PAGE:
As many people here in the United States were preparing for Thanksgiving, I was thinking about snapping turtles, glass frogs, and jaguars.– or any other wildlife species that’s traded. During the holiday I was in Panama City, Panama, as part of the U.S. delegation to the 19th Conference of the Parties to the Convention on International Trade in Endangered Species of Wild Fauna and Flora (CITES CoP19).
CITES is celebrating its 50th anniversary this year, and it serves as proof that species conservation and the economy can go hand in hand. CITES doesn’t ban international wildlife trade. It regulates it, as needed, to ensure that international trade in plants and animals doesn’t threaten their survival in the wild.
As anyone who knows about the American alligator market will tell you, the legal and sustainable trade that CITES requires encourages conservation that keeps populations healthy. As Dr. Rosemarie Gnam, head of the Service’s Division of Scientific Authority for CITES, says of the alligator, “We took a species that was on the brink of extinction in the 1960s, and after a short period without any harvest, we were able to reopen the commercial trade in a way that is biologically sustainable and legal.”
The CoP, which happens every two or three years, was an incredible experience that gave me insight into how other nations and cultures value fish and wildlife species. It also confirmed for me the vast importance of capacity-building efforts to ensure CITES’ success. Many of the most celebrated plants and animals on Earth come from countries without the needed capacity to manage the trade in those species. CITES is only as strong and effective as each of its member nations.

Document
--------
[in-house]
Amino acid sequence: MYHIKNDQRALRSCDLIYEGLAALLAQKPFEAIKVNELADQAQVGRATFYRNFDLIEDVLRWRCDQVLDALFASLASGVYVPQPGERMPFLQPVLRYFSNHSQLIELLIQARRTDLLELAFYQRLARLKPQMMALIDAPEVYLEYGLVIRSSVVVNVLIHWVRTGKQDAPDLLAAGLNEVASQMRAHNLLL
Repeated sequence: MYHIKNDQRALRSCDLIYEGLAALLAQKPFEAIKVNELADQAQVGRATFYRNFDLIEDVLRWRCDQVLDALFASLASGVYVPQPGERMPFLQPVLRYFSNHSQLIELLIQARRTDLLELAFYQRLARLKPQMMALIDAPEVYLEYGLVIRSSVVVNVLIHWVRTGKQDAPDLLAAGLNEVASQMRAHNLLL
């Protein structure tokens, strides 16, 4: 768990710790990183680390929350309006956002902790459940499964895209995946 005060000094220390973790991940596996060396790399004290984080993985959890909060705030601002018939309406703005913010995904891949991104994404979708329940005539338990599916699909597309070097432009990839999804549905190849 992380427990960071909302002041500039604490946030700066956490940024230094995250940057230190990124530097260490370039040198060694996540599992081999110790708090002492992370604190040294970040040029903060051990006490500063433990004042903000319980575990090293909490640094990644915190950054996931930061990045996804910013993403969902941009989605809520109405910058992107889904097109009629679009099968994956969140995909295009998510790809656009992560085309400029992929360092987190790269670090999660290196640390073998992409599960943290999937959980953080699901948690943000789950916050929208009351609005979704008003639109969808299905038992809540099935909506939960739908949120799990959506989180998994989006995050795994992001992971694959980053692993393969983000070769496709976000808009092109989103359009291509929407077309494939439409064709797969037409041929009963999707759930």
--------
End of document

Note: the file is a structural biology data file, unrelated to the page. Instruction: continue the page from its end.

We are working to help every nation have what it needs to manage its wildlife trade to keep those celebrated species – and the ones most aren’t familiar with, like sea cucumbers – around for the benefit of future generations.
Starting in 2018, we began providing financial assistance, in the form of scholarships for students representing areas with high biodiversity and limited capacity for wildlife management, to attend the CITES Masters Course offered at Spain’s Universidad Internacional de Andalucía. We have been able to support students from Latin America, the Caribbean, and, in partnership with the Department of the Interior's International Technical Assistance Program, Central and East Africa.
Our staff has also served as lecturers and thesis mentors.
I was excited to see that many of the CoP delegates who are helping lead CITES into the future are graduates of this course.
CoPs are not just about adding species to the CITES Appendices to regulate their trade. They’re also about making decisions to improve the status and use of species in trade. At CoP19, the United States, Nigeria, Canada, Côte d'Ivoire, Kenya, Mexico, and Senegal proposed ways to decrease transport mortality for CITES-listed species. The proposal, which was accepted and went into effect in February 2023, included recommended making sure all member nations have access to transport regulations as well as training on them.
It doesn’t need to be Thanksgiving for me to be thankful for CITES and its 50 years of ensuring that international trade in plants and animals doesn’t threaten their survival in the wild.